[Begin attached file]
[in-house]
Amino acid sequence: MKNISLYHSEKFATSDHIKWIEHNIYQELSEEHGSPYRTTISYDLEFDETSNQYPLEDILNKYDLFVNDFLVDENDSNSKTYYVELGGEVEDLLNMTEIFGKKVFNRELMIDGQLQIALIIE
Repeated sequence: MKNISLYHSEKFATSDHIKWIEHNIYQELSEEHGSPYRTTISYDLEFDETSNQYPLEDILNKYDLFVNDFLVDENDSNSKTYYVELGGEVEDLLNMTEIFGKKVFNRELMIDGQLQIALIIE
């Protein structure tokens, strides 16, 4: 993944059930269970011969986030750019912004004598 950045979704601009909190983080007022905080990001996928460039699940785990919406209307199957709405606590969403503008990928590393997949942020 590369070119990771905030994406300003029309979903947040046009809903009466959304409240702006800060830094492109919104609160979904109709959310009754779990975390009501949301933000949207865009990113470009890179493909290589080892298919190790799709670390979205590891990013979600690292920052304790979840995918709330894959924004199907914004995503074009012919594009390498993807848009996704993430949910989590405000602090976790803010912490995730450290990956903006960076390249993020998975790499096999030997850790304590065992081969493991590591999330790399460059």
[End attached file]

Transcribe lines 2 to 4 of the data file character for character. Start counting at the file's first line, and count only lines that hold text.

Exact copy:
Amino acid sequence: MKNISLYHSEKFATSDHIKWIEHNIYQELSEEHGSPYRTTISYDLEFDETSNQYPLEDILNKYDLFVNDFLVDENDSNSKTYYVELGGEVEDLLNMTEIFGKKVFNRELMIDGQLQIALIIE
Repeated sequence: MKNISLYHSEKFATSDHIKWIEHNIYQELSEEHGSPYRTTISYDLEFDETSNQYPLEDILNKYDLFVNDFLVDENDSNSKTYYVELGGEVEDLLNMTEIFGKKVFNRELMIDGQLQIALIIE
């Protein structure tokens, strides 16, 4: 993944059930269970011969986030750019912004004598 950045979704601009909190983080007022905080990001996928460039699940785990919406209307199957709405606590969403503008990928590393997949942020 590369070119990771905030994406300003029309979903947040046009809903009466959304409240702006800060830094492109919104609160979904109709959310009754779990975390009501949301933000949207865009990113470009890179493909290589080892298919190790799709670390979205590891990013979600690292920052304790979840995918709330894959924004199907914004995503074009012919594009390498993807848009996704993430949910989590405000602090976790803010912490995730450290990956903006960076390249993020998975790499096999030997850790304590065992081969493991590591999330790399460059």